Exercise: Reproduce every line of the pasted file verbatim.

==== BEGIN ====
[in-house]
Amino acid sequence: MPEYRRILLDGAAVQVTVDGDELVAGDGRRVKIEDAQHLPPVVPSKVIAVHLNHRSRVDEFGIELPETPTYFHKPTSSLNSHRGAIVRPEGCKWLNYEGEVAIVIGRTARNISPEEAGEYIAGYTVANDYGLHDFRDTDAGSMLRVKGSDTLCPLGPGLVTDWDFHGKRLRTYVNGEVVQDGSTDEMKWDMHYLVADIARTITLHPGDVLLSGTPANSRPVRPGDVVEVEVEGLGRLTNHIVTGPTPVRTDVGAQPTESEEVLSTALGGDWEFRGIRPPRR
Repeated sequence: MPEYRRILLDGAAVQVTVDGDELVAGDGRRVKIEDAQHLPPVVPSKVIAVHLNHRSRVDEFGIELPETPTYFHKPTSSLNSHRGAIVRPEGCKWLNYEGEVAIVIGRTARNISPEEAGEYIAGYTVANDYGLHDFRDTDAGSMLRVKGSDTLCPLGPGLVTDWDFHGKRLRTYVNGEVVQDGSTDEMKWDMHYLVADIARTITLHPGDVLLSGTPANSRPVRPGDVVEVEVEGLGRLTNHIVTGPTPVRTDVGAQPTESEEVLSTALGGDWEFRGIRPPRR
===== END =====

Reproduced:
[in-house]
Amino acid sequence: MPEYRRILLDGAAVQVTVDGDELVAGDGRRVKIEDAQHLPPVVPSKVIAVHLNHRSRVDEFGIELPETPTYFHKPTSSLNSHRGAIVRPEGCKWLNYEGEVAIVIGRTARNISPEEAGEYIAGYTVANDYGLHDFRDTDAGSMLRVKGSDTLCPLGPGLVTDWDFHGKRLRTYVNGEVVQDGSTDEMKWDMHYLVADIARTITLHPGDVLLSGTPANSRPVRPGDVVEVEVEGLGRLTNHIVTGPTPVRTDVGAQPTESEEVLSTALGGDWEFRGIRPPRR
Repeated sequence: MPEYRRILLDGAAVQVTVDGDELVAGDGRRVKIEDAQHLPPVVPSKVIAVHLNHRSRVDEFGIELPETPTYFHKPTSSLNSHRGAIVRPEGCKWLNYEGEVAIVIGRTARNISPEEAGEYIAGYTVANDYGLHDFRDTDAGSMLRVKGSDTLCPLGPGLVTDWDFHGKRLRTYVNGEVVQDGSTDEMKWDMHYLVADIARTITLHPGDVLLSGTPANSRPVRPGDVVEVEVEGLGRLTNHIVTGPTPVRTDVGAQPTESEEVLSTALGGDWEFRGIRPPRR